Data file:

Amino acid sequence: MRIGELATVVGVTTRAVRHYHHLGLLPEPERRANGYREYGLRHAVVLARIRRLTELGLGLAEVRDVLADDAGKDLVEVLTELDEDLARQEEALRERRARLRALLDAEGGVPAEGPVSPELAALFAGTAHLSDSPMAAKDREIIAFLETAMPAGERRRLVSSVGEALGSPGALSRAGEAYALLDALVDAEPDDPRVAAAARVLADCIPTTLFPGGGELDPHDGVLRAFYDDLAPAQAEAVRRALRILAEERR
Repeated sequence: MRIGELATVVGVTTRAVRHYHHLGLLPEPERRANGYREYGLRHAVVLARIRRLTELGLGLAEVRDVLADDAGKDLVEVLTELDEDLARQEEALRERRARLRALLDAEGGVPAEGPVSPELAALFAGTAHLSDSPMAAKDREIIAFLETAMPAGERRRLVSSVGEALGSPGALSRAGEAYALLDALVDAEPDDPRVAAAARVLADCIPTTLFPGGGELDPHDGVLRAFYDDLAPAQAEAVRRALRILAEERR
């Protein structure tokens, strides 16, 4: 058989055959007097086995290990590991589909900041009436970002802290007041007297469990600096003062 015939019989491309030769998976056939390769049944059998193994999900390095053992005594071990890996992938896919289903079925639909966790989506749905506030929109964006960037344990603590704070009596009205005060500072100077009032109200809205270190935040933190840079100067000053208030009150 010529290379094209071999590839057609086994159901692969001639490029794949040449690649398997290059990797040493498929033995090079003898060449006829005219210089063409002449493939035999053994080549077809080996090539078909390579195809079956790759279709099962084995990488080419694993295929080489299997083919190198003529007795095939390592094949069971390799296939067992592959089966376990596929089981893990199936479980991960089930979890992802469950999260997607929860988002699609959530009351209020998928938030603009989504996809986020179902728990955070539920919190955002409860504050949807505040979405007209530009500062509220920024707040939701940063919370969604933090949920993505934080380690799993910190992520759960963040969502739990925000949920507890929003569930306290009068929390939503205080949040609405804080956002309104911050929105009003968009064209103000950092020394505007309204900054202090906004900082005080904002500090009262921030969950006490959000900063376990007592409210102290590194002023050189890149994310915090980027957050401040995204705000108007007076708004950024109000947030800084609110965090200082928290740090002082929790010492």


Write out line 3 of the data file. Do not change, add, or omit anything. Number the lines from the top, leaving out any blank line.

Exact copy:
């Protein structure tokens, strides 16, 4: 058989055959007097086995290990590991589909900041009436970002802290007041007297469990600096003062 015939019989491309030769998976056939390769049944059998193994999900390095053992005594071990890996992938896919289903079925639909966790989506749905506030929109964006960037344990603590704070009596009205005060500072100077009032109200809205270190935040933190840079100067000053208030009150 010529290379094209071999590839057609086994159901692969001639490029794949040449690649398997290059990797040493498929033995090079003898060449006829005219210089063409002449493939035999053994080549077809080996090539078909390579195809079956790759279709099962084995990488080419694993295929080489299997083919190198003529007795095939390592094949069971390799296939067992592959089966376990596929089981893990199936479980991960089930979890992802469950999260997607929860988002699609959530009351209020998928938030603009989504996809986020179902728990955070539920919190955002409860504050949807505040979405007209530009500062509220920024707040939701940063919370969604933090949920993505934080380690799993910190992520759960963040969502739990925000949920507890929003569930306290009068929390939503205080949040609405804080956002309104911050929105009003968009064209103000950092020394505007309204900054202090906004900082005080904002500090009262921030969950006490959000900063376990007592409210102290590194002023050189890149994310915090980027957050401040995204705000108007007076708004950024109000947030800084609110965090200082928290740090002082929790010492």